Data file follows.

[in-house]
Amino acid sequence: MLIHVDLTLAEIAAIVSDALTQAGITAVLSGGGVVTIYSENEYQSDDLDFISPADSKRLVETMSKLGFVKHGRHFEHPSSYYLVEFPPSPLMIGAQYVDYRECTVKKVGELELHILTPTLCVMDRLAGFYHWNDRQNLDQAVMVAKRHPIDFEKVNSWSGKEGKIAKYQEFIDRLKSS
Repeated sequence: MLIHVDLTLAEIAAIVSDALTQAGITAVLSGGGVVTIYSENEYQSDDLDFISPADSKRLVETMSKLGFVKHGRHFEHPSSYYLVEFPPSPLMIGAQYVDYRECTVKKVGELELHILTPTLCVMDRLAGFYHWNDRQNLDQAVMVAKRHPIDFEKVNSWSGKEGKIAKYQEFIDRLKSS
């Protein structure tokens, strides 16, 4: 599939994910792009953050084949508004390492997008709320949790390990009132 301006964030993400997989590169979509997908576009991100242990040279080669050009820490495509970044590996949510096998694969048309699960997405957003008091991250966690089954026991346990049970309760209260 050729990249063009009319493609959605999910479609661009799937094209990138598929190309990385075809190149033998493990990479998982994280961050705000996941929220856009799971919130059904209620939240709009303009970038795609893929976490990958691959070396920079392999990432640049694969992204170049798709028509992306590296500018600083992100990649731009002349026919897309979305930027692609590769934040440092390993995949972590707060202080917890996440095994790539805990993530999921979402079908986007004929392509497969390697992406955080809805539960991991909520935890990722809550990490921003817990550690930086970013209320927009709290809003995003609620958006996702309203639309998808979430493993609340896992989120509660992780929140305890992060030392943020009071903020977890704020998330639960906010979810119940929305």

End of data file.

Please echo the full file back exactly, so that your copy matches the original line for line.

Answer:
[in-house]
Amino acid sequence: MLIHVDLTLAEIAAIVSDALTQAGITAVLSGGGVVTIYSENEYQSDDLDFISPADSKRLVETMSKLGFVKHGRHFEHPSSYYLVEFPPSPLMIGAQYVDYRECTVKKVGELELHILTPTLCVMDRLAGFYHWNDRQNLDQAVMVAKRHPIDFEKVNSWSGKEGKIAKYQEFIDRLKSS
Repeated sequence: MLIHVDLTLAEIAAIVSDALTQAGITAVLSGGGVVTIYSENEYQSDDLDFISPADSKRLVETMSKLGFVKHGRHFEHPSSYYLVEFPPSPLMIGAQYVDYRECTVKKVGELELHILTPTLCVMDRLAGFYHWNDRQNLDQAVMVAKRHPIDFEKVNSWSGKEGKIAKYQEFIDRLKSS
């Protein structure tokens, strides 16, 4: 599939994910792009953050084949508004390492997008709320949790390990009132 301006964030993400997989590169979509997908576009991100242990040279080669050009820490495509970044590996949510096998694969048309699960997405957003008091991250966690089954026991346990049970309760209260 050729990249063009009319493609959605999910479609661009799937094209990138598929190309990385075809190149033998493990990479998982994280961050705000996941929220856009799971919130059904209620939240709009303009970038795609893929976490990958691959070396920079392999990432640049694969992204170049798709028509992306590296500018600083992100990649731009002349026919897309979305930027692609590769934040440092390993995949972590707060202080917890996440095994790539805990993530999921979402079908986007004929392509497969390697992406955080809805539960991991909520935890990722809550990490921003817990550690930086970013209320927009709290809003995003609620958006996702309203639309998808979430493993609340896992989120509660992780929140305890992060030392943020009071903020977890704020998330639960906010979810119940929305």